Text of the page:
Similar to the population of veterans prescribed opioid therapy through VA,11 the study sample had a mean age of 55 years, was predominantly male (94%), non-Hispanic white (71%), and resided in urban locations (74%). The majority of patients (85%) were diagnosed with musculoskeletal pain, 5% had neuropathic pain diagnoses, while 10% had headache diagnoses. By study design, rates of substance use disorders were high, the most common being alcohol use disorder (diagnosed in 28% of patients) and opioid use disorder (diagnosed in 13% of patients). The most commonly diagnosed mental health disorders in the sample included post-traumatic stress disorder (31%), other anxiety disorders (25%), and depressive disorders (24%). In the year prior to LTOT discontinuation, 79% of patients had also been prescribed non-opioid analgesic pharmacotherapy. Fewer patients had utilized non-pharmacologic pain treatments, including specialty pain medicine (17%), rehabilitation medicine and physical therapy (7%), and occupational therapy (4%). Two thirds of patients (67%) had at least one specialty mental health encounter in the year prior to LTOT discontinuation, while 17% of patients had at least one specialty substance use disorder treatment encounter. Seventy-five percent of patients (n = 382) were discontinued from LTOT by the opioid-prescribing clinician due to aberrant behaviors, while the remaining 25% of patients (n = 127) were discontinued for other reasons. Table 1 provides additional characteristics of the overall study sample, and the subsamples of patients discontinued from LTOT for aberrant behaviors versus other reasons.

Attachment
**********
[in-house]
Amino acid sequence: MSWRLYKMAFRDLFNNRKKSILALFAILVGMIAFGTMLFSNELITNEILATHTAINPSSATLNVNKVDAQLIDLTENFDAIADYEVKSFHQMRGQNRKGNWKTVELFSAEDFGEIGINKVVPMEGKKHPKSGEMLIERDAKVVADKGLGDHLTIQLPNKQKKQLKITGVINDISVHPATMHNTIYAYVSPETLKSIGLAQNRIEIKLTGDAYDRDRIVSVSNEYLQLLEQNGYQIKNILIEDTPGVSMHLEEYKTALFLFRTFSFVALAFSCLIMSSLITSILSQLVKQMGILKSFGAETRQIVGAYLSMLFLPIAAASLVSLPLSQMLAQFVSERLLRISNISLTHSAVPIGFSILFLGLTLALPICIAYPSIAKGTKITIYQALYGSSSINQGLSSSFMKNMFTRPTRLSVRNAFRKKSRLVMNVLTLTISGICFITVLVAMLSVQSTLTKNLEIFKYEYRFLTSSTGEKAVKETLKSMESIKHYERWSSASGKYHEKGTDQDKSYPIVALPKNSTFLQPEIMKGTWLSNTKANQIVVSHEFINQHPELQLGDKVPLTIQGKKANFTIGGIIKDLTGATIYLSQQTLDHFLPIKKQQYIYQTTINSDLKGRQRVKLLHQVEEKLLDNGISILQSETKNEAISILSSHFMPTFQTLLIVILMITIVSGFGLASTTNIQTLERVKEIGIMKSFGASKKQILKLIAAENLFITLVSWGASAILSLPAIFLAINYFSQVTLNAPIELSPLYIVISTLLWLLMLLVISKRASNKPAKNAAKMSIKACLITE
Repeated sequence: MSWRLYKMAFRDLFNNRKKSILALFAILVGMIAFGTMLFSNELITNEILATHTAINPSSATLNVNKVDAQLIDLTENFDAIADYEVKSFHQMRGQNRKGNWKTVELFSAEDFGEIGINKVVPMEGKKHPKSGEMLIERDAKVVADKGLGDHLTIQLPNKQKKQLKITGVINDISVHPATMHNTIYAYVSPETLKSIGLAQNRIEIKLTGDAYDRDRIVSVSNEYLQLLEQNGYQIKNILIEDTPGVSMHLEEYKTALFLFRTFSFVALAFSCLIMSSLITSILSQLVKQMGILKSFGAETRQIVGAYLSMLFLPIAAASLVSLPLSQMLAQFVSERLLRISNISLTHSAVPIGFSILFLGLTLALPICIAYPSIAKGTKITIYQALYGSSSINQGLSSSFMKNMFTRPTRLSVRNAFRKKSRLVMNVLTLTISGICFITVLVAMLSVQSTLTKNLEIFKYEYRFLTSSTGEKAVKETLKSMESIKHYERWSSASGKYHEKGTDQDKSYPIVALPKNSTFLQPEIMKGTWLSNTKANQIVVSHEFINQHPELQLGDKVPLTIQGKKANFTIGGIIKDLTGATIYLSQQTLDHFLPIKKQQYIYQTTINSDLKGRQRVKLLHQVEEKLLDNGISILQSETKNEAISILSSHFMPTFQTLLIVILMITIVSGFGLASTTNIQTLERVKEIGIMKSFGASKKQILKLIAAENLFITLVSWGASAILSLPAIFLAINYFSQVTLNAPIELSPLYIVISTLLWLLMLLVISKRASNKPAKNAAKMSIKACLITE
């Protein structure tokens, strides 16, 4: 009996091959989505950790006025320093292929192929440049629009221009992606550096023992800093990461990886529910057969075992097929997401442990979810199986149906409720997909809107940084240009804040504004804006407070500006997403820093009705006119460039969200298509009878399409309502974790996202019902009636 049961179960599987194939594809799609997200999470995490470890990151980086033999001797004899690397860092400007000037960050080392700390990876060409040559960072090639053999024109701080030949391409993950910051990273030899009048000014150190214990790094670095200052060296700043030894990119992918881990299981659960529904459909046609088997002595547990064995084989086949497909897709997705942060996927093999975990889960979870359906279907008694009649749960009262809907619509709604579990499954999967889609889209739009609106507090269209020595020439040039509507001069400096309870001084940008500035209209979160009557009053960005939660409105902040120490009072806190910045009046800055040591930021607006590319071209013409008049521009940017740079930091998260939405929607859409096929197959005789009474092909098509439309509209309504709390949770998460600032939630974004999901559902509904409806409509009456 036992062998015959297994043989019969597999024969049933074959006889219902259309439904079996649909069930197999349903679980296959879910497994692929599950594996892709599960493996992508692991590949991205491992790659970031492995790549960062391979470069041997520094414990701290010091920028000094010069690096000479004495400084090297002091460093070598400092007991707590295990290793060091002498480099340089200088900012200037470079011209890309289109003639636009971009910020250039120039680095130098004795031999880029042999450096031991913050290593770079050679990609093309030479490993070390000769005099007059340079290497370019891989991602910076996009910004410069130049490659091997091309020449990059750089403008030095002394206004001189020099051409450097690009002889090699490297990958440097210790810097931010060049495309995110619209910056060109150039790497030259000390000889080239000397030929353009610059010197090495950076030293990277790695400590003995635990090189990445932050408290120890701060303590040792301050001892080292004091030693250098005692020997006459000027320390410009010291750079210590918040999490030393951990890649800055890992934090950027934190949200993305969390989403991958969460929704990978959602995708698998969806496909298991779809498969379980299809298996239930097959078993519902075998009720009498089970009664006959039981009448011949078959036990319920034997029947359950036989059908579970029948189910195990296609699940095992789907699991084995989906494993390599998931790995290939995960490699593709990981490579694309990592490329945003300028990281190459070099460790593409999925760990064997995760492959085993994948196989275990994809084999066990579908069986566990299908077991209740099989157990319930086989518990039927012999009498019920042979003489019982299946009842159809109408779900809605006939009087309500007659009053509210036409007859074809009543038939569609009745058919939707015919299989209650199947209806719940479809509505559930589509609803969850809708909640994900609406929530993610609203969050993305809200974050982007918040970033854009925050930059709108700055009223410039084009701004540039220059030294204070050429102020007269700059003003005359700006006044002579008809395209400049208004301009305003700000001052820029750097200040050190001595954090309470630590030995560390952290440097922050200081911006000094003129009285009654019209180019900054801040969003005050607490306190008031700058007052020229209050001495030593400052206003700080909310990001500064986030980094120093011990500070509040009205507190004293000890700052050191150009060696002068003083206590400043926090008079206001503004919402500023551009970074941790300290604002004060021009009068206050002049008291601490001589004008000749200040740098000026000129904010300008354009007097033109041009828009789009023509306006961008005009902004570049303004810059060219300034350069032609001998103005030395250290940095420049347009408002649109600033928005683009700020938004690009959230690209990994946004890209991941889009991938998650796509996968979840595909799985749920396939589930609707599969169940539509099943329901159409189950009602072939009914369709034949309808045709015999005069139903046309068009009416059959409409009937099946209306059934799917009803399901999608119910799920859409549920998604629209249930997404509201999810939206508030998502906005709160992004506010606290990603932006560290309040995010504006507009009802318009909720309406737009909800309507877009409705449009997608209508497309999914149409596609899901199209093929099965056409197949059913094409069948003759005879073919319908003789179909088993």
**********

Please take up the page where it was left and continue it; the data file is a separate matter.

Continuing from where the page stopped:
Table 1

Characteristics of Patients Discontinued from Long-Term Opioid Therapy by the Opioid-Prescribing Clinician

Variable

Overall sample N = 509

Discontinued for aberrant behavior n = 382

Discontinued for other reasons n = 127

p value